Tariffs and import restrictions: Importing goods from China has never been more complex

If you’re importing goods from China, the past few years have been uniquely challenging.  A series of new tariffs and trade restrictions — plus supply-chain snarls stemming from China’s zero-tolerance COVID-19 policy — have made routine commercial tasks significantly more complicated.

There are two issues in particular to consider: tariffs instituted by the Trump administration that may soon be lifted by the Biden administration, which cover about two-thirds of all goods imported from China; and the Uyghur Forced Labor Prevention Act, which took effect June 21, 2022, and requires companies importing goods from China’s Xinjiang province to ensure their merchandise wasn’t produced by forced labor.

Both have the potential to make compliance with U.S. import laws more complicated, particularly if the Biden administration lifts some of the tariffs but leaves the rest in place.

President Biden may lift some tariffs on China

The current tariffs on Chinese imports are the work of former President Trump, who implemented a series of levies on goods imported from all over the globe as part of his overall “America First” economic agenda. By making imported goods more expensive, Trump aimed to punish foreign companies that dumped product into the U.S. market below the cost of production, and to reduce competitive pressure on American producers and manufacturers.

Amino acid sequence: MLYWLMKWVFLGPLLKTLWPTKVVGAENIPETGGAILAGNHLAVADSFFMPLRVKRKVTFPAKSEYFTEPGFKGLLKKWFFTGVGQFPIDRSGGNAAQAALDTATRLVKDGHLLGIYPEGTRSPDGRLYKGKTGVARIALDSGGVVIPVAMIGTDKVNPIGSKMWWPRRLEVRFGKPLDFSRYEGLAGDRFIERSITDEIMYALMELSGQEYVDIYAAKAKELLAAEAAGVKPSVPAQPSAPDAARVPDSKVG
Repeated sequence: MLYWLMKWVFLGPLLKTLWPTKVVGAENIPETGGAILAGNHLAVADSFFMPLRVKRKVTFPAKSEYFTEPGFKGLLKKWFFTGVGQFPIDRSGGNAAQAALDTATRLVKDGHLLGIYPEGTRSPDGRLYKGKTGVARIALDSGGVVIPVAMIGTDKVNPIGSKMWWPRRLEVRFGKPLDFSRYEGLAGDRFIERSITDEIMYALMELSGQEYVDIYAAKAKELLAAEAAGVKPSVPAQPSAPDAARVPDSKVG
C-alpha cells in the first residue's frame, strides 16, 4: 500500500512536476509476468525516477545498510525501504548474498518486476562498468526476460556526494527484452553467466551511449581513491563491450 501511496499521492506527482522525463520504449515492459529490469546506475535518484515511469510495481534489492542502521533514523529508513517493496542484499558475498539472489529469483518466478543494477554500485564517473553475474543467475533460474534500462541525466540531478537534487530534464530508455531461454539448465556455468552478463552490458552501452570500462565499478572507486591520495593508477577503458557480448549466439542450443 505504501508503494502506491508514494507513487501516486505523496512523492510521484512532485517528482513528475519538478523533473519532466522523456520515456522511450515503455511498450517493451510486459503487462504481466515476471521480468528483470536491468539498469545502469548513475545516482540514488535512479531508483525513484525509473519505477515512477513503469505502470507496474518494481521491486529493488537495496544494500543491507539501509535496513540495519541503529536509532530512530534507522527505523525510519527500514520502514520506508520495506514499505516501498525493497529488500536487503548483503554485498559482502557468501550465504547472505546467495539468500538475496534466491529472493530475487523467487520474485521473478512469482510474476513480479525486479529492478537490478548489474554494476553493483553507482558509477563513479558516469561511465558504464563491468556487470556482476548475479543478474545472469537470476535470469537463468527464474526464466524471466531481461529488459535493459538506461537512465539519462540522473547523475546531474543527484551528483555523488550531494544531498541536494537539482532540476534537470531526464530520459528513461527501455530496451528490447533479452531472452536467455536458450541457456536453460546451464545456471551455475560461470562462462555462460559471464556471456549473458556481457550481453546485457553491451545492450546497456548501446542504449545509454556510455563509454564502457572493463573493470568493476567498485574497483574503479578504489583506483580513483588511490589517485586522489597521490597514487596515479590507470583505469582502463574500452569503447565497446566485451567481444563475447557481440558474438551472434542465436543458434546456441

Tariffs don’t exist in a vacuum, however, and the nations hit by U.S. tariffs promptly retaliated. The resulting trade wars ​​— which Trump proclaimed were “good and easy to win” — ended up costing U.S. consumers nearly $80 billion, according to the Tax Foundation, as companies passed on their increased tariff costs.

According to the nonpartisan Tax Foundation, the tariffs amounted to “one of the largest tax increases in decades.”

In fact, several noted economists believe the tariffs hurt American companies and consumers more than the foreign competitors they targeted.

The Biden administration has undone some of the previous administration’s tariffs, but the Section 301 tariffs against China are still in place. This includes 25% tariffs on some $250 billion worth of imported goods, and 7.5% tariffs on another $112 billion worth of imports. Items affected range from industrial imports of depleted uranium to infrared lamps to fresh, canned, and frozen fish. The tariffs apply to roughly two-thirds of all the things the United States imports from China.

Complying with the tariffs means negotiating a lengthy list of 10-digit Harmonized Tariff Schedule codes (HTS or HS codes) for specific products, which were revised earlier this year.) This has added to the complexities importers face — particularly those who haven’t automated their cross-border tax compliance processes.